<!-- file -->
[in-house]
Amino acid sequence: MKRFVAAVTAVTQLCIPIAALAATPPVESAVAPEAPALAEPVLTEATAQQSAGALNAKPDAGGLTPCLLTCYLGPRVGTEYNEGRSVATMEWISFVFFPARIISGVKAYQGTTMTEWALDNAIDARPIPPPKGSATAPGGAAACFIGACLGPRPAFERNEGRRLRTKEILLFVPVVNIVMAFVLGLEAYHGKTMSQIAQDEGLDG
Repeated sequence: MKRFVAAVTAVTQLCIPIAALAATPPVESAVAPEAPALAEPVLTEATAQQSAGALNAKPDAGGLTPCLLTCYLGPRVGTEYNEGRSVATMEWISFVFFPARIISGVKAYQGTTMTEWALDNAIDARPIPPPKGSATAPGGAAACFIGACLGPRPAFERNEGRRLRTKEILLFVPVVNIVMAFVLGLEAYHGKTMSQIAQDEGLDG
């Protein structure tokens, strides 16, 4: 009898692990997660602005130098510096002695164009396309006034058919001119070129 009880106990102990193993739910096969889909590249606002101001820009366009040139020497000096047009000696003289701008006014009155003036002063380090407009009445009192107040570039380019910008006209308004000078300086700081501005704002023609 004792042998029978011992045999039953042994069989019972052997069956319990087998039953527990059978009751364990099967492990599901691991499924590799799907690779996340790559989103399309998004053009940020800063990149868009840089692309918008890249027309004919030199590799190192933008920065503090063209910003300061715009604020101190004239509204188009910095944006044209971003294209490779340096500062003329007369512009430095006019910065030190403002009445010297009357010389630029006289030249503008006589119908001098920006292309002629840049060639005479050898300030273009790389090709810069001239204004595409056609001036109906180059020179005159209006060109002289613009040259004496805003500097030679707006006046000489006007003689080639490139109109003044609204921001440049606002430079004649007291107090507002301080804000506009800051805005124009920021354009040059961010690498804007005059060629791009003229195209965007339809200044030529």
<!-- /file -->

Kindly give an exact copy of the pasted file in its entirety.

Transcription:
[in-house]
Amino acid sequence: MKRFVAAVTAVTQLCIPIAALAATPPVESAVAPEAPALAEPVLTEATAQQSAGALNAKPDAGGLTPCLLTCYLGPRVGTEYNEGRSVATMEWISFVFFPARIISGVKAYQGTTMTEWALDNAIDARPIPPPKGSATAPGGAAACFIGACLGPRPAFERNEGRRLRTKEILLFVPVVNIVMAFVLGLEAYHGKTMSQIAQDEGLDG
Repeated sequence: MKRFVAAVTAVTQLCIPIAALAATPPVESAVAPEAPALAEPVLTEATAQQSAGALNAKPDAGGLTPCLLTCYLGPRVGTEYNEGRSVATMEWISFVFFPARIISGVKAYQGTTMTEWALDNAIDARPIPPPKGSATAPGGAAACFIGACLGPRPAFERNEGRRLRTKEILLFVPVVNIVMAFVLGLEAYHGKTMSQIAQDEGLDG
């Protein structure tokens, strides 16, 4: 009898692990997660602005130098510096002695164009396309006034058919001119070129 009880106990102990193993739910096969889909590249606002101001820009366009040139020497000096047009000696003289701008006014009155003036002063380090407009009445009192107040570039380019910008006209308004000078300086700081501005704002023609 004792042998029978011992045999039953042994069989019972052997069956319990087998039953527990059978009751364990099967492990599901691991499924590799799907690779996340790559989103399309998004053009940020800063990149868009840089692309918008890249027309004919030199590799190192933008920065503090063209910003300061715009604020101190004239509204188009910095944006044209971003294209490779340096500062003329007369512009430095006019910065030190403002009445010297009357010389630029006289030249503008006589119908001098920006292309002629840049060639005479050898300030273009790389090709810069001239204004595409056609001036109906180059020179005159209006060109002289613009040259004496805003500097030679707006006046000489006007003689080639490139109109003044609204921001440049606002430079004649007291107090507002301080804000506009800051805005124009920021354009040059961010690498804007005059060629791009003229195209965007339809200044030529």